Dr. S. Lakshmi. M.D., D.A., - HOD Dept. of Anaesthesia
Dr. D. Kannan. D.A., DNB., - Dept. of Anaesthesia

Providing anaesthesia for children who need special care and dedication is main goal for us. It needs precise and efficient contribution from every member involved in the team, which includes coordination from medical & paramedical staff to make the experience of painless surgery.

The aspects of providing anaesthesia for children with cleft lip and palate corrective procedures are given below.

Pre Operative Considerations:

It is a well known fact that children are not ‘small adults’ as there are essential differences between adults, children and infants in the aspects of anatomical and physiological status. They act differently in the pharmacological aspects too.

As these children are born with these defects they are prone to develop certain problems during the developmental period.

Feeding problems:

Due to the inability of a child with cleft palate creates a negative pressure during feeding which is usually not adequate and will result in malnutrition.

Frequent infection:

Because of frequent regurgitations these children will develop respiratory infections than normal children.

Airway anomalies:

Some babies will have other associated airway anomalies like micrognathia, large tongue, inadequate mouth opening owing to some congenital anomalies. Babies with bilateral cleft lip and wide cleft on the left side pose difficult during laryngostopy.

Psychological aspect:

As these babies are disfigured and have difficulties in speech are depressed and this aspect should also be looked into.

Preoperative evaluation:

The main goals are;

  1. To assess the status of the child to know whether he / she is in optimal condition.
  2. To look for any associated problems which many require preoperative treatment.
  3. To plan for anaesthetic protocol.
  4. To develop good rapport with the child, family and to allay anxiety.

Pre anaesthetic assessment:

After obtaining the elaborate history (from parents), the examination will include all systems including airway and looking for presence of any infection (URI, LRI, Middle ear) or other associated anomalies like Pierre – Robin syndrome, Treacher – Collins syndrome, Congenital heart diseases etc. Investigations include hemoglobin, TC, DC and urine routine, ELISA for HIV and other investigations are conducted if needed.

Preoperative fasting: 6 hrs for solids, 4 hrs for breast feeds and 2 hours for clear fluids.

Premidication: Syp. Trichlofos, Oral midazalam or Oral ketamine.

Management of anaesthesia:

Monitoring: Apart from the use of routine monitors like ECG SpO2, NIBP, we employ special monitors like Et CO2, Temperature and End tidal concentration of anaesthetic agents like N2O, Halathane and Sevoflurane.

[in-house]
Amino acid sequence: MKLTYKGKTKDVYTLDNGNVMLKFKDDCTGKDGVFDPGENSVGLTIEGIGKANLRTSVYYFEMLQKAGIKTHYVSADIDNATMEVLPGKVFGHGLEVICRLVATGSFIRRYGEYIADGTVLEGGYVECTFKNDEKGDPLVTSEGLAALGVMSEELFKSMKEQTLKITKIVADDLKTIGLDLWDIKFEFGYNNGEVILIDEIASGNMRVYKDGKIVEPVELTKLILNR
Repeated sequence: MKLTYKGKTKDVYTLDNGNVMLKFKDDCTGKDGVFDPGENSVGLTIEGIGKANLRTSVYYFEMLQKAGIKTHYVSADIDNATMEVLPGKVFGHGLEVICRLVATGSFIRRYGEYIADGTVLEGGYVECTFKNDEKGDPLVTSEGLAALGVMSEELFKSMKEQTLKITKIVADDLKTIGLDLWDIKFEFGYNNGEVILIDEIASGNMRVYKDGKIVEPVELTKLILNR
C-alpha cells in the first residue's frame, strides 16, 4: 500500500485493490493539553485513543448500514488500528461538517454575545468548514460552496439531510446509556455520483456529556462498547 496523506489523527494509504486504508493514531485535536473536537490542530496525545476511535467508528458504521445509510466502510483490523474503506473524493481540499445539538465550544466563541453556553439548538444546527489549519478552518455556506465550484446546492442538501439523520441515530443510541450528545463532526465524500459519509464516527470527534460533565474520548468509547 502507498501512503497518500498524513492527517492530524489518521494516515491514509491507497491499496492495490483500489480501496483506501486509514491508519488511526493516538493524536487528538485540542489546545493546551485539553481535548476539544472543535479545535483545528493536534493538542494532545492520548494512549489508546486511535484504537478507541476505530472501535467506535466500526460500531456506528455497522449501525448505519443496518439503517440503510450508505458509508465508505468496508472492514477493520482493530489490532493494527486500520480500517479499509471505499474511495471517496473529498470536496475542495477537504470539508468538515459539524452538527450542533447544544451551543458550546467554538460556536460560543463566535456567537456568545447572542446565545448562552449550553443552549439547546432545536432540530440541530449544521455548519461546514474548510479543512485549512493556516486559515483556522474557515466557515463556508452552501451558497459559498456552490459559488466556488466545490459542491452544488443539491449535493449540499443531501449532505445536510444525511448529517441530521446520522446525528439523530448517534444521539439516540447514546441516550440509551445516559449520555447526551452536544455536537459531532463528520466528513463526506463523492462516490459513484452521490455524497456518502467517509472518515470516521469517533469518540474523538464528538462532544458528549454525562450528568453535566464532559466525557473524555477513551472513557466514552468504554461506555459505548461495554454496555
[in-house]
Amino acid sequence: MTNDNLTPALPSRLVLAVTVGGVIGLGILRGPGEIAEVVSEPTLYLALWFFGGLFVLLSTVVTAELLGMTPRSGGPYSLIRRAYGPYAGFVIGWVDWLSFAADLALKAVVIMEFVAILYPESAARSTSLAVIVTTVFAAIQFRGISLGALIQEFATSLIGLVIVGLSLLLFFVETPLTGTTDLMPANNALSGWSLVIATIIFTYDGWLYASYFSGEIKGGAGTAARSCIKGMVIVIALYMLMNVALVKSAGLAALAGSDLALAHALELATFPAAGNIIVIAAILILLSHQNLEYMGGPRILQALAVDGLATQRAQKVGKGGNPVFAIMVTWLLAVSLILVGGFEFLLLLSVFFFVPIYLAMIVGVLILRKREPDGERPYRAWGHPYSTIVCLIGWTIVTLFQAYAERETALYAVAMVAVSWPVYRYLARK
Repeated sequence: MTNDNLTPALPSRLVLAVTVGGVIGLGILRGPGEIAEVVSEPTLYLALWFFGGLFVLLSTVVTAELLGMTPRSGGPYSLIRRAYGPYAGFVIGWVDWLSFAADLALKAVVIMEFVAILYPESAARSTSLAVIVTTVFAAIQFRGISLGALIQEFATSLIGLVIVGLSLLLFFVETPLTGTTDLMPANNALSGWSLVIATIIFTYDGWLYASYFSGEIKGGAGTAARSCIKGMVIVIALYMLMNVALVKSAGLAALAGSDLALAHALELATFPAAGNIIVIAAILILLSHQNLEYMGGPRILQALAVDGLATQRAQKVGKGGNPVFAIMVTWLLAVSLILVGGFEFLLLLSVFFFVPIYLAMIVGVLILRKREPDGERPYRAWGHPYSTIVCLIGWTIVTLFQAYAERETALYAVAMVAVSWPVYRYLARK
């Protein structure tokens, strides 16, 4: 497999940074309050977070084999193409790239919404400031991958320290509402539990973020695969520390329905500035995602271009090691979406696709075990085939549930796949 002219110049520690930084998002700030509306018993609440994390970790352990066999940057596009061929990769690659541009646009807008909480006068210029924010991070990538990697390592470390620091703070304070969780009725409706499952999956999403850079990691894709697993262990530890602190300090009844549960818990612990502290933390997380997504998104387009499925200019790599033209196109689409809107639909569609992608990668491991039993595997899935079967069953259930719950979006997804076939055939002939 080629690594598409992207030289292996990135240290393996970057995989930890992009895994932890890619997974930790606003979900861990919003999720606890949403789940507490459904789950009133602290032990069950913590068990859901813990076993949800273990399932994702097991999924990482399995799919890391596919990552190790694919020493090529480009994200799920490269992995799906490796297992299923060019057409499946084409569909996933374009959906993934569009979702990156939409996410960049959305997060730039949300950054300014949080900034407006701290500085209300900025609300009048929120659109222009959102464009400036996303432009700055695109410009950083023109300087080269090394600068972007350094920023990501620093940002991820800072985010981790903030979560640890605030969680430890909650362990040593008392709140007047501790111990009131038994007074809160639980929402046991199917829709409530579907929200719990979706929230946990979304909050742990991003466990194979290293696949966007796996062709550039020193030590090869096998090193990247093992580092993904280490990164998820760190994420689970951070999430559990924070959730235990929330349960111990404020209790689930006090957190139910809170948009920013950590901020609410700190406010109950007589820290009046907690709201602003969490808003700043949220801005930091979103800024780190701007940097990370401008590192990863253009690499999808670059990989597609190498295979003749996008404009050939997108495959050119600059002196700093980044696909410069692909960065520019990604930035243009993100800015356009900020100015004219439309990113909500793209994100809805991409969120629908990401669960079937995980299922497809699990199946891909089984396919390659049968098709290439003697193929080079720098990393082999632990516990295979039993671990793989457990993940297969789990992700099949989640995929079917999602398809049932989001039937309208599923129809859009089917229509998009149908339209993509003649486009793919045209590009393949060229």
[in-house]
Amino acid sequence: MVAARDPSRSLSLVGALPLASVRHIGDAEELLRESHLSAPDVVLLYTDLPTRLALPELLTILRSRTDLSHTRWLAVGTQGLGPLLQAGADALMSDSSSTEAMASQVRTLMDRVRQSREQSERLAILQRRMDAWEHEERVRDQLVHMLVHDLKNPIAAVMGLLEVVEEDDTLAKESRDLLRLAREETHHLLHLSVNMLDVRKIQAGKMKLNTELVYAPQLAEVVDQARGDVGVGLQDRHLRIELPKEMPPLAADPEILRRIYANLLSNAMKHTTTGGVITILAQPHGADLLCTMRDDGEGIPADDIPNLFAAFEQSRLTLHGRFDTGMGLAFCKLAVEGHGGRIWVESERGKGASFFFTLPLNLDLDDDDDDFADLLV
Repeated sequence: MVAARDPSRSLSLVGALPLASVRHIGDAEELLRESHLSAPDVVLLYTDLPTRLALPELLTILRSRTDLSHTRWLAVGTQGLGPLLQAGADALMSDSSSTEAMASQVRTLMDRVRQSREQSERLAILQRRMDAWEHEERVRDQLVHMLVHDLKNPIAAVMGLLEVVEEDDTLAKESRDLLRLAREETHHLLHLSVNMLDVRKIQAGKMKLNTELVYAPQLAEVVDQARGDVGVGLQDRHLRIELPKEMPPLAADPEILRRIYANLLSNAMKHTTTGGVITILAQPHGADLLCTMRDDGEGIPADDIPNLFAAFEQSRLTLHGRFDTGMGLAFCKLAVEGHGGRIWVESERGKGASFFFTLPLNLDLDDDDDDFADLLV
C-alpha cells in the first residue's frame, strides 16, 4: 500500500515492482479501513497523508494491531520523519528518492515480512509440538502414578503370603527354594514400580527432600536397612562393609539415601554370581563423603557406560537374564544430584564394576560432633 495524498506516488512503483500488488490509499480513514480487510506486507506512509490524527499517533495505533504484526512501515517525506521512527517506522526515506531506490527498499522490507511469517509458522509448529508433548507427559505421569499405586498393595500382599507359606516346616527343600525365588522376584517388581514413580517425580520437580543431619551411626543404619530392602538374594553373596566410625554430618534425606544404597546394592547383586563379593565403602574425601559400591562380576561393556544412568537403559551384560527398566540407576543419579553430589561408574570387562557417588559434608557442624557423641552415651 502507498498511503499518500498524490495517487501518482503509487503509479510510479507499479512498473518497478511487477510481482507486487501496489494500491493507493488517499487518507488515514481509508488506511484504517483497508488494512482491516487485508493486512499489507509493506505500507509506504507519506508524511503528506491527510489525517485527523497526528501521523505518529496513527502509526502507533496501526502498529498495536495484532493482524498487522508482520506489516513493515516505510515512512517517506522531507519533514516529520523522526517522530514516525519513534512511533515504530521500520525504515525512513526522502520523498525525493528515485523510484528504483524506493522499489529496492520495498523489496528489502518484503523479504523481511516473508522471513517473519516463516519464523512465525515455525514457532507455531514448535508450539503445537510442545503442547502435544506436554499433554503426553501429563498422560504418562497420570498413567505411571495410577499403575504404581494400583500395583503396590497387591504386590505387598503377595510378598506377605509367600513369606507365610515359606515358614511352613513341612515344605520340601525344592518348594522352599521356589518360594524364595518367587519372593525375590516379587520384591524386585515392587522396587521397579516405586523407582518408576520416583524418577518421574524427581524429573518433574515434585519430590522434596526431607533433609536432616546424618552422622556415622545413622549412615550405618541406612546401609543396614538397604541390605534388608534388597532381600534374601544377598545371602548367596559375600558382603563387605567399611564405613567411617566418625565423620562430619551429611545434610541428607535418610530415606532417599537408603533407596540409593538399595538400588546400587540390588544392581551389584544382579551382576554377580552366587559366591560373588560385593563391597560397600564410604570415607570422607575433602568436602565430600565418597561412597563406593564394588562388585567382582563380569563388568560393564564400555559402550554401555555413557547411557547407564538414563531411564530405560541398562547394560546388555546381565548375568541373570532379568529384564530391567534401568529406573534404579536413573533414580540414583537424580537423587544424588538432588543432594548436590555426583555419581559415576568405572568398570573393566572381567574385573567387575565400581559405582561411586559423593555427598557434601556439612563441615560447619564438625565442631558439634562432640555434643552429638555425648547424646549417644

Induction: Most of the children receive intravenous induction with Thiopentane at a dose of 6-7 mg/kg. Inhalation induction (Sevoflurane) is reserved for children with anticipated difficulty airway.

Intubation: Once in deep plane they are inhibited with RAE tubes after adequate relaxation with either Atracurrium or suxamethonium (in special situations) is obtained.

Maintenance: Intra operatively anaesthetic plane is maintained with N2O&O2 with sevoflurane Halothane as an inhalational agent. Relaxation is achieved with Atracurium or Vacuranium. Analgesia is usually achieved with narcotics like fentanyl, pethidine etc.

Intra operative considerations: The most important anaesthetic consideration is maintaining a patent airway throughout the procedure. Since the surgeon shares the airway there is every possibility of the endotracheal tube getting misplaced or kinked. Fluid balance is maintained according to the weight and blood loss.

Recovery and extubation: At the end of the surgery muscle paralysis is reversed with Neostigmine and glycopyrrolate. After making sure of removal of pack, complete hemostasis and adequate return of muscle power, patient is extubated. After extubation, patient is placed in lateral position, receiving oxygen either through hood or mask. After cleft lip repair some children may require a nasopharyngeal airway (Tip of the suction catheter or cut ET tubes) in the immediate postoperative period to keep the nares patient.

Post operative considerations:

Analgesia: We routinely employ infra orbital nerve block for post op pain relief with good results. Subsequent analgesia is achieved with rectal paracetamol or diclofenac (older children) according to the age.

Monitoring: Closure monitoring of ECG, respiratory pattern and saturation will be continued in the post operative period as these patients are prone to develop laryngospasm, respiratory depression more frequently than others.


With proper preoperative assessment, vigilant monitoring and with high standard an aesthetic techniques and equipments makes paediatric anaesthesia for cleft surgeries relatively safe and easy. But not the lease with excellent job of our surgeons and paramedical staff.